By William Haderlie / December 29th, 2017
The lions share of Blades you will obtain through attunement will be 1 through 4 star quality Blades that you would only really ever want to use in combat during an emergency. They typically have limited growth and very limited power. But when you do manage to get a Legendary 5 Star Blade, you will want to work very hard on their development. Each of those Legendary Blades has their own character voice, their own set of side quests, and Heart-to-Heart moments (a return from the first game). Most of them have weapons that set them apart slightly from the lower class Blades and they also have very fancy finishers and exclusive Level IV attacks (1-4 Star Blades have no Level IV). Thankfully you can still find uses for the lower ranked Blades once you reach your 2nd major Titan and unlock the ability to send them out for Merc (Mercenary) Missions. They will earn bonus XP (which you can cash in by sleeping at an Inn) and gold for the party as well as completing some side quests and filling in parts of their development trees. When you complete the development tree of any Blade you will be rewarded with very exclusive items that pay dividends with developing the power of your human party members.
It is going to be frankly impossible for me to accurately describe combat in this game very well. I made a few honest attempts and to even begin to wrap the readers’ minds accurately around the combat takes at least a minimum of another 2000 words. Instead, I’m going to recommend that you watch one of the tutorial videos out there on Youtube or consult an online strategy guide if you want to know what it’s really like. This game has some of the most complex combat in any JRPG I’ve ever played. Granted, it doesn’t start out quite the complicated, but they add systems on top of systems on top of systems. But this is in no way a complaint, it is in fact a huge compliment. This game has some of my favorite combat in the history of JRPGs. There were a lot of creatures that I did not have to fight, but I did just because it was so fun. There were situations where new enemies just kept on wandering by and joining in on the fun, or were called in by Scouts, and I never felt bored or frustrated by having new ones join. Because all abilities are cooldown based and not MP based, you can effectively fight as long as you want, if you are using your abilities correctly. Of course, if an enemy is too far out of your league, they will smash you. But you will often surprise yourself at what you can take on and how many levels over your own you can still defeat if you learn to use all the systems correctly. They did learn some things with Xenoblade Chronicles X, but the combat is mostly an extremely evolved version of the combat found in the first Xenoblade Chronicles, only with a lot of elemental effects and chain attacks and such added on with the Break/Topple/Launch system. I just cannot recommend this combat enough, it wasn’t quite enough to push this game over the edge for taking out Persona 5 for my game of the year, but it made that a genuinely difficult decision.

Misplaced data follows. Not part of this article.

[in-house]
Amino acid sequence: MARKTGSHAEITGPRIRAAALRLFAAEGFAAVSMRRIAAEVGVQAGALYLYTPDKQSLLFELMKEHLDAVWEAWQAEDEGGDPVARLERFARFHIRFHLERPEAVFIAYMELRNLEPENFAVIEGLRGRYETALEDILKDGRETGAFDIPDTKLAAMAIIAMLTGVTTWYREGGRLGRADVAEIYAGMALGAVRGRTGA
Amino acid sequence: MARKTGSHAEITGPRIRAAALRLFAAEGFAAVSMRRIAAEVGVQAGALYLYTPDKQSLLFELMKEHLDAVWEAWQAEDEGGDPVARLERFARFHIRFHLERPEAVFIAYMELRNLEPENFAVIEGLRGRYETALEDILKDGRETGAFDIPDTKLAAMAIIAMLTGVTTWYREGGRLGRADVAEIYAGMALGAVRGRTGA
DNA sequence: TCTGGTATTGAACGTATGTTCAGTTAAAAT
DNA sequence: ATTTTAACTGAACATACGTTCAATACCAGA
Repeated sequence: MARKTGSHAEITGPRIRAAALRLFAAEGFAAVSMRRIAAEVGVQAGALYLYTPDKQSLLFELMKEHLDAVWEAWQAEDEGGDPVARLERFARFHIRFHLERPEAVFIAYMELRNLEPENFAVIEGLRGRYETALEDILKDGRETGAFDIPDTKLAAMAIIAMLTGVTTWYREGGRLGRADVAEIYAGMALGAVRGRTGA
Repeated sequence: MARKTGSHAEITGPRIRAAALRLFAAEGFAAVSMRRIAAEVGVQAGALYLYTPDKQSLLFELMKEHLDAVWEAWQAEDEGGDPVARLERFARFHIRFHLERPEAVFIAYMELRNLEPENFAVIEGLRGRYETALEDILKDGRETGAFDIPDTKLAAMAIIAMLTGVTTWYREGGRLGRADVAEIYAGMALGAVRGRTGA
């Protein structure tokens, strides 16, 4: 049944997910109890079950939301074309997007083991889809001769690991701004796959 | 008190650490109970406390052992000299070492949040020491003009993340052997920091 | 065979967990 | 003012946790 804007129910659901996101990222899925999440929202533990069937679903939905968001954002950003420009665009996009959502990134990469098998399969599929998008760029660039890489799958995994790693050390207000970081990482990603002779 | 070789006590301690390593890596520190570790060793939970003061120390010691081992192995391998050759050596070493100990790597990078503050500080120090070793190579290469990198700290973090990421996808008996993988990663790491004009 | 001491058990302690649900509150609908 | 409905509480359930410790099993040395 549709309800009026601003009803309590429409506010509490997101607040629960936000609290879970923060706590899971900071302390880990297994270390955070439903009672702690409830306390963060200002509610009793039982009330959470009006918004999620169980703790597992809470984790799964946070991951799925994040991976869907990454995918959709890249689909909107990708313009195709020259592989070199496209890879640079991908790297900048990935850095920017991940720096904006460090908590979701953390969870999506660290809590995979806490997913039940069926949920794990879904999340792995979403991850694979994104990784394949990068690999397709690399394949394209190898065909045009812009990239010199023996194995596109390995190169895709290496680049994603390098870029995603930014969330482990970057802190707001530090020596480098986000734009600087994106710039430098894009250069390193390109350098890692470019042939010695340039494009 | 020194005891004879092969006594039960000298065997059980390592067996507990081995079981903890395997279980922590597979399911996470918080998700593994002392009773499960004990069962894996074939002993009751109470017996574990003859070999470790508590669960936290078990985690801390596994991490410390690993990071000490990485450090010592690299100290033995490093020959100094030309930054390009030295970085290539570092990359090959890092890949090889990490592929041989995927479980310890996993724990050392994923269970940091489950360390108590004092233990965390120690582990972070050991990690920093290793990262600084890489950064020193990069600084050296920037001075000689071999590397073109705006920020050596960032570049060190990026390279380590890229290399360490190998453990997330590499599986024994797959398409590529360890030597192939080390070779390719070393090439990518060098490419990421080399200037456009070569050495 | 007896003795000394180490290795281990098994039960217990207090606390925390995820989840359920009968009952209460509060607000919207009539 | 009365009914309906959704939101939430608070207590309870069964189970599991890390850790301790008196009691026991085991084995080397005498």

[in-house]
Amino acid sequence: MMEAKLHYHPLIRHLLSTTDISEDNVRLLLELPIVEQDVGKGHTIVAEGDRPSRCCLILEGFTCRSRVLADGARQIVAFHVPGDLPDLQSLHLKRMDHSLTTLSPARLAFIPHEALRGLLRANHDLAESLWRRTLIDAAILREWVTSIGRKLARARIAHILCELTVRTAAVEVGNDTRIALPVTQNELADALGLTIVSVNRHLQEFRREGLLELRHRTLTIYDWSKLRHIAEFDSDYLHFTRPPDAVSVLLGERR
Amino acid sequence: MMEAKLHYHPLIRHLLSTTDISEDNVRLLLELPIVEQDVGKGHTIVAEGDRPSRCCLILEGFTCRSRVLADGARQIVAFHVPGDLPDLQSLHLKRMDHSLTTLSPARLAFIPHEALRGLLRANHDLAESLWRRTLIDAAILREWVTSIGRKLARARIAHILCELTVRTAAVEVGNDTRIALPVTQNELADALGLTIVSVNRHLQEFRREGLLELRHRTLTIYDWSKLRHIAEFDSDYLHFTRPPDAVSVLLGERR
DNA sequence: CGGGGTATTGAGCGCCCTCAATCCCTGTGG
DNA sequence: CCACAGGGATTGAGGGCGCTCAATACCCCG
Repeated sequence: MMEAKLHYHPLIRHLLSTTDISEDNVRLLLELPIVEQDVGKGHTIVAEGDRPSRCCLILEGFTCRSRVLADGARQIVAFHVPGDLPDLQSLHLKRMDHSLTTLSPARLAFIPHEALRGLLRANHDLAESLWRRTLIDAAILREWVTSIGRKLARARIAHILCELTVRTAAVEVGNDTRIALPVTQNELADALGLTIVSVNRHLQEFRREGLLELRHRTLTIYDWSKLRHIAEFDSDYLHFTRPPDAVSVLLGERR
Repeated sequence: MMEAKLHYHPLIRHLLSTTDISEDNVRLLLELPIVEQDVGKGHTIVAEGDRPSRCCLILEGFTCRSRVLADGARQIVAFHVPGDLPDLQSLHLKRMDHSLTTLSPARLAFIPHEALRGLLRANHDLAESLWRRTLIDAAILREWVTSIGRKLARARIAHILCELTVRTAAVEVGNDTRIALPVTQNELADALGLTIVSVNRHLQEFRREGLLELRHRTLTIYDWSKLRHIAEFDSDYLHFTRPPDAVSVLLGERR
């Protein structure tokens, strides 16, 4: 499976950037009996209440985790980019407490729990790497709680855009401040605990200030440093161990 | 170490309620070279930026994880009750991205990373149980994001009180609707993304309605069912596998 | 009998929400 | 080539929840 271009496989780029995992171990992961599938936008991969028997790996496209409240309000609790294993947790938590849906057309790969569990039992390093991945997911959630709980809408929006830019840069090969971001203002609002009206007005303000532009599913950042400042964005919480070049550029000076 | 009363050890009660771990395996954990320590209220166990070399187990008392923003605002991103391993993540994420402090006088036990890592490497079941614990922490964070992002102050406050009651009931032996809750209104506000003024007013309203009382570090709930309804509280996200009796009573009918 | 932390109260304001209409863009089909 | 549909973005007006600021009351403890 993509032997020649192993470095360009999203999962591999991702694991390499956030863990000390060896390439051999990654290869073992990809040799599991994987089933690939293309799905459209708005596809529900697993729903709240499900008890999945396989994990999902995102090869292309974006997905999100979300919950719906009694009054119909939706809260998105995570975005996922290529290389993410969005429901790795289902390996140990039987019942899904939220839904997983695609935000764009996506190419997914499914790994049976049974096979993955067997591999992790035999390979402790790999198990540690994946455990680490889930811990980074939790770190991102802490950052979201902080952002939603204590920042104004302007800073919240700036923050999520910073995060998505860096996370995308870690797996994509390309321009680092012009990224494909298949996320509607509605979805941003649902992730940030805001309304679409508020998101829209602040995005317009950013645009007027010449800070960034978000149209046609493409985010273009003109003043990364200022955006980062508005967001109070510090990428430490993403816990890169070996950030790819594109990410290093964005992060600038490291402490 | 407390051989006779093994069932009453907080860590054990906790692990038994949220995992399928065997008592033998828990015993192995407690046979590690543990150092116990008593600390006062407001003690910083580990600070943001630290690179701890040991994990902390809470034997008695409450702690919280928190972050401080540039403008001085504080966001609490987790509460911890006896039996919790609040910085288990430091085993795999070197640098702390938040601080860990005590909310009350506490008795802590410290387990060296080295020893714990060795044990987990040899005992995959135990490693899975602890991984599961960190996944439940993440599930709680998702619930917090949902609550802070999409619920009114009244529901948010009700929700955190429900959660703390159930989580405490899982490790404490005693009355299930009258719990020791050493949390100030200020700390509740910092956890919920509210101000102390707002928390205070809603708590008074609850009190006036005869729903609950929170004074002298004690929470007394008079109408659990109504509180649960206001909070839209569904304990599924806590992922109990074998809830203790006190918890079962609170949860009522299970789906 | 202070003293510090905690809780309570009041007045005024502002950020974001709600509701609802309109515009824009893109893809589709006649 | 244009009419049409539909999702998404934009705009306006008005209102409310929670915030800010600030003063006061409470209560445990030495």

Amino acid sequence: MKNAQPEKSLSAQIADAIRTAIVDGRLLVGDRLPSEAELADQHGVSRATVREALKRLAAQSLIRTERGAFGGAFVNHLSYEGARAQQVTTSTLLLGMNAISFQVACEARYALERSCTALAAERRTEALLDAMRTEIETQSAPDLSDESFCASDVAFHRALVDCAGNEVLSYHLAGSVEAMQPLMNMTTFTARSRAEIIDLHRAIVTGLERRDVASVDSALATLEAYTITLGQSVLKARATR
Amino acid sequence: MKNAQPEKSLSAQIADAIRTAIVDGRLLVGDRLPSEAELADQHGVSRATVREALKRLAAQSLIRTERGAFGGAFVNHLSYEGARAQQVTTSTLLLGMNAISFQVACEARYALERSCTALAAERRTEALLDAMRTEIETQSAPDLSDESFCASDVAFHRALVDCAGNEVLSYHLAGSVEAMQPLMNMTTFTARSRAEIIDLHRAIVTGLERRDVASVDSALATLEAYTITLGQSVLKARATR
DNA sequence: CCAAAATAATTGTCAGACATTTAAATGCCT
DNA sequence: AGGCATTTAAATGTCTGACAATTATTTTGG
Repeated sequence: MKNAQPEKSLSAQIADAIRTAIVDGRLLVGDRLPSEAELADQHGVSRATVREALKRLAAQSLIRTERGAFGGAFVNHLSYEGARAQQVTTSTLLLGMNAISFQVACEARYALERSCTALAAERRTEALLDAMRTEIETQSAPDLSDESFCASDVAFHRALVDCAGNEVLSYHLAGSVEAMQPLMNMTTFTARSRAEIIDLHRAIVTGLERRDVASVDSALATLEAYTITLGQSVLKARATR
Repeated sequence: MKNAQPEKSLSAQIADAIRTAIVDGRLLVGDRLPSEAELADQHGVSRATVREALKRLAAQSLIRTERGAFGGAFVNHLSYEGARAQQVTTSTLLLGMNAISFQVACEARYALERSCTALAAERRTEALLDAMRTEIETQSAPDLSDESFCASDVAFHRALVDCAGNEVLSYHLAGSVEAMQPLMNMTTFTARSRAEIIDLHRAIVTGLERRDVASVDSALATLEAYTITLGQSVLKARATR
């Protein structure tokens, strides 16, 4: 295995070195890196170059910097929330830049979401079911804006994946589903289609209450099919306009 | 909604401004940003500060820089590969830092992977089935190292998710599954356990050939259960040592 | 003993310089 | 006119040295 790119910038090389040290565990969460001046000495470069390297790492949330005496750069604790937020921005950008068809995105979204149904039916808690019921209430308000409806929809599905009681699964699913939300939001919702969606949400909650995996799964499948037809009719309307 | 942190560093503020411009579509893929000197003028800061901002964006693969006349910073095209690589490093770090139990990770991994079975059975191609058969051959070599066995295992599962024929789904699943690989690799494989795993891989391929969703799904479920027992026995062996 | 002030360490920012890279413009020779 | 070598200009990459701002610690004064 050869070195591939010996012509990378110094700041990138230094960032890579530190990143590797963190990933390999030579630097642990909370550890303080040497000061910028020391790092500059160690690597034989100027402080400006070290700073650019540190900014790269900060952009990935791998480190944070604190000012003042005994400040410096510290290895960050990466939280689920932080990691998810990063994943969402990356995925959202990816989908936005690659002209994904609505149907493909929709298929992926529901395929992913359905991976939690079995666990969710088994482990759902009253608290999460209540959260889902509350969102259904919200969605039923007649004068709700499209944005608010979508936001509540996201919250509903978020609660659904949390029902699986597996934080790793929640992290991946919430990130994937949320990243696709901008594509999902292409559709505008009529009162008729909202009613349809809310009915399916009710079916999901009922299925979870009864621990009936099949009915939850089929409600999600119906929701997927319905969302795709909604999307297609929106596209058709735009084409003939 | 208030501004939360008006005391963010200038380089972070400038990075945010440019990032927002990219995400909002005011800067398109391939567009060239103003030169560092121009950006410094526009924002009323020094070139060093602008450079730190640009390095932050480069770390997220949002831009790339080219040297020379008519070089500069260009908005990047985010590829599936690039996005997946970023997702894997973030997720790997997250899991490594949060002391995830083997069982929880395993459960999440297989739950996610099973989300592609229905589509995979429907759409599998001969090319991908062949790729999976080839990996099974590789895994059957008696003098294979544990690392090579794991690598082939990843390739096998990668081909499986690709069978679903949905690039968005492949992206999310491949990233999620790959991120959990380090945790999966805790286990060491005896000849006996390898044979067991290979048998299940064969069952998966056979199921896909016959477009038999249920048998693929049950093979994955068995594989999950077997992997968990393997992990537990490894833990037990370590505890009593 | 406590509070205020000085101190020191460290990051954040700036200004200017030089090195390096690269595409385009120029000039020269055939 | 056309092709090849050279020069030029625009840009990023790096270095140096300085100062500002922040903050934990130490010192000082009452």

There is really not much that I can, or want to, say about the main story of this game. You really should want to know as little information as possible going into it. Even what you are expecting from the trailers (and the first couple hours of the game) are quickly flipped on their head after very little time. The antagonists in this game are truly memorable and at several points you will have to strongly consider whether you are on the right side or not. As you can imagine from the previous titles in the series, the story can be extremely serious and very heartbreaking at times. But even more-so than Xenoblade Chronicles, there are also some extremely lighthearted and funny sequences in the story as well. All around they found a really good balance. What I found to be most shocking though, is the latter part of the game actually tied back into the greater Xeno universe far more than the previous two Xenoblade games have. So, not only is this the sequel that we were waiting for with Xenoblade, this was also the Xeno universe game that I was really looking for. And as such, this turned out to be a better game, for me personally, than Xenoblade Chronicles was.